Here are some tips and tricks that might be helpful and some things you may want to think about before getting your own furry companion in Dar.
Owning a dog limits where you can live (and when you can leave)
If you may eventually move to an apartment or flat, owning a dog may prevent you from doing so. Even if you have a house with a garden, remember that when traveling, either for holiday or for home assignment, arrangements will need to be made for the care of your dog. Unlike many cities in the world, Dar does not abound with pet-care kennels. Also consider the length of your stay in Dar and what you plan on doing with your dog well in advance of when it comes time for you to leave Dar.
Many Tanzanians are terrified of dogs, especially large ones
This can be both a positive and a negative aspect of having a dog. Either way, it is certainly something you need to be aware of. When fundis (workers) or a house worker come to your home, be aware that they may not be comfortable with having a dog roaming the property. This also means that when walking your dog, the mere sight of it may cause people to scream and panic. Be polite: give people plenty of space when walking and keep your dog on a leash. In addition, because of the negative perceptions of dogs, and a lack of education/awareness be aware that if your gate/wall allows your dog to be visible to the street, children (and adults) may be taunting your dog by barking at it and even throwing rocks at it. The result is that dogs often become “racist” and even aggressive.
Dog food: the “real stuff” is hit or miss and pricey… but there are other options
If you plan on feeding your pet “real” dog food, such as Pedigree, know that it is not always available (though this is less and less of an issue) and is often quite expensive. Some stores are more expensive than others as well; in my experience, Game is often the cheapest for Adult Medium Breed Pedigree dog food (Village Supermarket and the various pet shops in Masaki tend to be the most expensive.) There are also local brands of dog food (Supadog and others) that are much cheaper and more plentiful, but tend to resemble sawdust in texture. Some other, more palatable (in sight and smell) options include purchasing meat scraps from the supermarket or a butcher shop and mixing them with ugali or rice. You can also just mix rice with the dog food to make it go further. Whatever your preferred food choice, I would recommend keeping at least a week’s supply in advance, in case it happens to be unavailable. Don’t stock up too much though as dry dog food, like most other things here, tends to collect bugs if left sitting for too long.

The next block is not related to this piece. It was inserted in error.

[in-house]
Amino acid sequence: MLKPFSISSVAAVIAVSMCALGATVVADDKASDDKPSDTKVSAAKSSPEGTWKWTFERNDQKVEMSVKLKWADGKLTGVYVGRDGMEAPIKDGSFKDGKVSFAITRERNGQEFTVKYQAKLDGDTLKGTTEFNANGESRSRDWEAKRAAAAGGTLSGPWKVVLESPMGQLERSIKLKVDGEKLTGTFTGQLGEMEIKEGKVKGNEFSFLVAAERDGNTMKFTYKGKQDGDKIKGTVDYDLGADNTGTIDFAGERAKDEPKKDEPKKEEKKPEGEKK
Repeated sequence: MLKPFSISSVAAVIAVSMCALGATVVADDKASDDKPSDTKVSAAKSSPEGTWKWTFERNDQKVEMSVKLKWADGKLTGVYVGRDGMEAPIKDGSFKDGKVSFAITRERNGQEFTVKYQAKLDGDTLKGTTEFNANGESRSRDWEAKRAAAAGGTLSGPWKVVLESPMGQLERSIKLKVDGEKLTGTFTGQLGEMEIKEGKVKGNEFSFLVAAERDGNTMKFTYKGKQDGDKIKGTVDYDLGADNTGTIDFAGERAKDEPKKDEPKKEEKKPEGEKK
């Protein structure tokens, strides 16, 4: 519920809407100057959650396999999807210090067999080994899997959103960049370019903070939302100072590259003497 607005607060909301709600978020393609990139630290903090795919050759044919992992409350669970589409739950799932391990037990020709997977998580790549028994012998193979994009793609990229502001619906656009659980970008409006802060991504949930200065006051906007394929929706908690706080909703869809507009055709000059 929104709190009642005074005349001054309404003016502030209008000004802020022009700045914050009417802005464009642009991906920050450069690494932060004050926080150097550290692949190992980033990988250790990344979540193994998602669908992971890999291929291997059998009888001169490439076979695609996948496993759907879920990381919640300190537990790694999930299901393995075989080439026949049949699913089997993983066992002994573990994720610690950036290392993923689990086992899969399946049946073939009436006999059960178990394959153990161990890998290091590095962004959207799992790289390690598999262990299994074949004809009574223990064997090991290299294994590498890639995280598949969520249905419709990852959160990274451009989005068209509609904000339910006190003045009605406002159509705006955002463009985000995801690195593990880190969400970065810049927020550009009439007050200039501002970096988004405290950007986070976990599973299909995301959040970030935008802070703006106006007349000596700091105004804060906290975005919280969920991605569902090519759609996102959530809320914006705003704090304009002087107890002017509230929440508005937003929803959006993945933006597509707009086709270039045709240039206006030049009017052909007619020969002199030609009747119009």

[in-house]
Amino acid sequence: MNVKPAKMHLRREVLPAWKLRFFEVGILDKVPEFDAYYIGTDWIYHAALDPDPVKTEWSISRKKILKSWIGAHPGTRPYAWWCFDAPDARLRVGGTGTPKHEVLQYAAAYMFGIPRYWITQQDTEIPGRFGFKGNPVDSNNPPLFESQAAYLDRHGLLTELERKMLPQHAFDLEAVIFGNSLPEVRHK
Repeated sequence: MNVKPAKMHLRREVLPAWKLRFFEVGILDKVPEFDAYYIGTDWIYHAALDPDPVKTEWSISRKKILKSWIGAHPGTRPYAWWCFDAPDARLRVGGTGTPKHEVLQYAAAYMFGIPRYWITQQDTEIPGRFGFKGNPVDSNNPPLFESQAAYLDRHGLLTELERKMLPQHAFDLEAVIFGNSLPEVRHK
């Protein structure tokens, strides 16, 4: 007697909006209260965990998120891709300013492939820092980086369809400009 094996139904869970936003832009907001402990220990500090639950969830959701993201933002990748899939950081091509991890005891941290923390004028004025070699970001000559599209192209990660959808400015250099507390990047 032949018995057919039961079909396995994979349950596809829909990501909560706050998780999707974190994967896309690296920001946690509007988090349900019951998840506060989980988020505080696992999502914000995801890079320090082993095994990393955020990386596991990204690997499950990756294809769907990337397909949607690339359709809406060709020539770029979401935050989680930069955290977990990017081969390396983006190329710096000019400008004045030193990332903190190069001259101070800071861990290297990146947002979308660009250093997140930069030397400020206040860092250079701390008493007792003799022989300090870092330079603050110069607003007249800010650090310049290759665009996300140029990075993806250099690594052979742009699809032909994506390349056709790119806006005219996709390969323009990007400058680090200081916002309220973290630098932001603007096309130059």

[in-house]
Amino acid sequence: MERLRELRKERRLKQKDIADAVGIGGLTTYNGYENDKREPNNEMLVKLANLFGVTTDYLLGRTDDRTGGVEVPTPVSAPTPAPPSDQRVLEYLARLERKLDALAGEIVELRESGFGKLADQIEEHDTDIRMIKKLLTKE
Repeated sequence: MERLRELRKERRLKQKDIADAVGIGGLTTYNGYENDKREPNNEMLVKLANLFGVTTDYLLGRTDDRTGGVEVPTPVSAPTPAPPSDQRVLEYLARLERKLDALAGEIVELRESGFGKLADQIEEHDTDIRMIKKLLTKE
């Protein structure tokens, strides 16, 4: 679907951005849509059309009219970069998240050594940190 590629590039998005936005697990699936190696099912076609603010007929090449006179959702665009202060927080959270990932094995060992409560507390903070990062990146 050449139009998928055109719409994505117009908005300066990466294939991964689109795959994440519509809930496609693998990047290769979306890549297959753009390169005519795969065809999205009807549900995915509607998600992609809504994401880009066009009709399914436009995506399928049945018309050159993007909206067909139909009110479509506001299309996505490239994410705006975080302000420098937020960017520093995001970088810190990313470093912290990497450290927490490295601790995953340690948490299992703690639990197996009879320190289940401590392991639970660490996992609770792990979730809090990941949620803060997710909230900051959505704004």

Frontline: its not the same here
Ticks are a HUGE problem in Dar and if you don’t check your dog regularly for ticks and use some kind of preventative measure, they will soon overrun your pet. There are a number of local formulas available, including Frontline. I have found that the Frontline available in Dar seems to be a different formula than the Frontline I brought with me from the United States, and does a much poorer job of repelling ticks. There is, however, a Frontline spray that works fairly well, along with some powders that can be used on the grass/dirt around your home to reduce the number of ticks in the area.
Finding a vet
Though there are a number of veterinarians in the Dar es Salaam area, Dr. Joe at PetCare in Masaki is by far the best. He has always done an excellent job with me and my dog, and is knowledgeable in both common veterinary practice as well as the special circumstances brought about by living in Dar’s tropical climate. Dr. Joe is also aware of the procedures for importing or exporting a pet from Tanzania, which is helpful when your time in Dar es Salaam comes to an end and you want to take your dog back to your home country.
Getting a dog
Dogs abound in Dar es Salaam and finding one to purchase is not difficult, unless you are set on a particular breed. Rhodesian Ridgebacks, German Shepherds, and various mixes of large “guard dogs” tend to be popular, while smaller breeds are often more difficult to find. Adverts on the “Team Tanzania” Facebook group and on the boards at local supermarkets (Shopper’s Plaza is a good place to check) are frequently posted with dogs for sale. Regardless of the type or breed of dog that you are interested in, before buying a puppy, you should first check out TAWESO, then Tanzania Animal Welfare Society. They often have both adult dogs and puppies available for adoption.